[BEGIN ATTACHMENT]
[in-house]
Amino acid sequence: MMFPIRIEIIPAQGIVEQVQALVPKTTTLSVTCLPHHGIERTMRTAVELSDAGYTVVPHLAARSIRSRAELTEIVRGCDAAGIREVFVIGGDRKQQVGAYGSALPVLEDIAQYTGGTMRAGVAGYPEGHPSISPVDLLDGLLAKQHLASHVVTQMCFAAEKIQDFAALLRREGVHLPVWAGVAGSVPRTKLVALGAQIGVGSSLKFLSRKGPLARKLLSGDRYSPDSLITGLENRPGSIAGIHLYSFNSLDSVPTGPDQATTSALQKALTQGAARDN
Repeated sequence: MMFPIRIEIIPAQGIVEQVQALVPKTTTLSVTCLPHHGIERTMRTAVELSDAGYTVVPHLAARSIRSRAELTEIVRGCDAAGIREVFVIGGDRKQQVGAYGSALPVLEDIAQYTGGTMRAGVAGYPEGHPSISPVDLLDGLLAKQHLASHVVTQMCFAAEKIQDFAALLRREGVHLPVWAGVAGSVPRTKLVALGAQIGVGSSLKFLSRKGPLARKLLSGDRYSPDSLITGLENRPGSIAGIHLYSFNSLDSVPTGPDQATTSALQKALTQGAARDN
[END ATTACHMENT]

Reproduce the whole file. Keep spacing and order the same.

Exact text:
[in-house]
Amino acid sequence: MMFPIRIEIIPAQGIVEQVQALVPKTTTLSVTCLPHHGIERTMRTAVELSDAGYTVVPHLAARSIRSRAELTEIVRGCDAAGIREVFVIGGDRKQQVGAYGSALPVLEDIAQYTGGTMRAGVAGYPEGHPSISPVDLLDGLLAKQHLASHVVTQMCFAAEKIQDFAALLRREGVHLPVWAGVAGSVPRTKLVALGAQIGVGSSLKFLSRKGPLARKLLSGDRYSPDSLITGLENRPGSIAGIHLYSFNSLDSVPTGPDQATTSALQKALTQGAARDN
Repeated sequence: MMFPIRIEIIPAQGIVEQVQALVPKTTTLSVTCLPHHGIERTMRTAVELSDAGYTVVPHLAARSIRSRAELTEIVRGCDAAGIREVFVIGGDRKQQVGAYGSALPVLEDIAQYTGGTMRAGVAGYPEGHPSISPVDLLDGLLAKQHLASHVVTQMCFAAEKIQDFAALLRREGVHLPVWAGVAGSVPRTKLVALGAQIGVGSSLKFLSRKGPLARKLLSGDRYSPDSLITGLENRPGSIAGIHLYSFNSLDSVPTGPDQATTSALQKALTQGAARDN